2009-2010 Session - Teaching American History - The Enduring Legacy of the American Revolution: Liberty Freedom and Equality


2009-2010 Session
Theme:  20th Century Heroes of Equality - Labor Movement, Women's Movement & Civil Rights Movement

In giving rights to others which belong to them, we give rights to ourselves and to our country.
      John Fitzgerald Kennedy


Application Forms

 2009-2010 Syllabus (PDF) - Revised 7/6/09

Course Description (PDF)

2009 Summer Seminar Schedule (PDF) - Revised 6/25/09

Photos from 2009 Summer Seminar

 2009-2010 Teacher Support Team List - Revised 4/27/10

 2009-2010 Lesson Plans

 Photos from the TAH field trip to the JFK Presidential Library in June
  Photos from the TAH field trip to Lowell, MA

Year Three: 2009-2010

Summer Seminar Dates: July 13-17, 2009

Each annual program begins with a summer seminar.  Teacher-participants will receive a complimentary instructional kit that includes key books on content, standards, and the teaching of American history and a one-year free membership in the Vermont Alliance for Social Studies. In the kit we have included books which contain primary documents and are to be read in conjunction with the Summer Seminar and throughout the year.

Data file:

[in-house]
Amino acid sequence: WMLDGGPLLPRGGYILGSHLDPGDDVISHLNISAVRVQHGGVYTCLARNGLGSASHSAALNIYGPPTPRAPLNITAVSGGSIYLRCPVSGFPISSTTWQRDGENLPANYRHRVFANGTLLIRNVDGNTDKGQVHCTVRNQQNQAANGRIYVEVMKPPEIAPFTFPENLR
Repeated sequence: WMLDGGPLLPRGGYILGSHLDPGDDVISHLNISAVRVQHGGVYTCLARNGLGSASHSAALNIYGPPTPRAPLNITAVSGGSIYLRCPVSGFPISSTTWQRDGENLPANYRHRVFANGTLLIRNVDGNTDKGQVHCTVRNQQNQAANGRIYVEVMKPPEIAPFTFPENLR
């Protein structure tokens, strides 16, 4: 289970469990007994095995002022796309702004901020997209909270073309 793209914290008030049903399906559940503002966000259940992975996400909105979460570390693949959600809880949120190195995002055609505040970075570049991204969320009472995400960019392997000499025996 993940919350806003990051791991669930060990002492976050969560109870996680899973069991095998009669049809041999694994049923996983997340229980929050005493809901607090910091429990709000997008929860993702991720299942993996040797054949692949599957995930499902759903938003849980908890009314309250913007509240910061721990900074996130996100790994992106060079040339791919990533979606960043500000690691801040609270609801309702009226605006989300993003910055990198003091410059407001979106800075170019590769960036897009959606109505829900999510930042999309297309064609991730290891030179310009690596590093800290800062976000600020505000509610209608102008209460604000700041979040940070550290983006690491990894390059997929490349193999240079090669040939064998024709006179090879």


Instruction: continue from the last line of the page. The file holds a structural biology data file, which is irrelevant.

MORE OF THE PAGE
Summer Seminar Lodging is available in our residence halls at a special rate.  Contact Mary Giordano for details.

For more information on the topics covered in year three, visit our links page.


Summer Seminar:

Featured Speaker: William H. Chafe, Dean of Arts and Sciences, Duke University

An outstanding chronicler of 20th century American history, William Chafe is a gifted teacher and scholar. The author of many books and articles in the fields of women's history, U.S. politics, and civil rights, he is also a forceful and engaging speaker. For many years he has been a leader in the effort to bring interdisciplinary studies to higher education. His first book, The American Woman [1972], was a path breaking monograph in what has become one of the most dynamic sub-disciplines in History. Among his many prestigious awards are those from the Guggenheim, Fulbright and Rockefeller foundations and the National Endowment for the Humanities.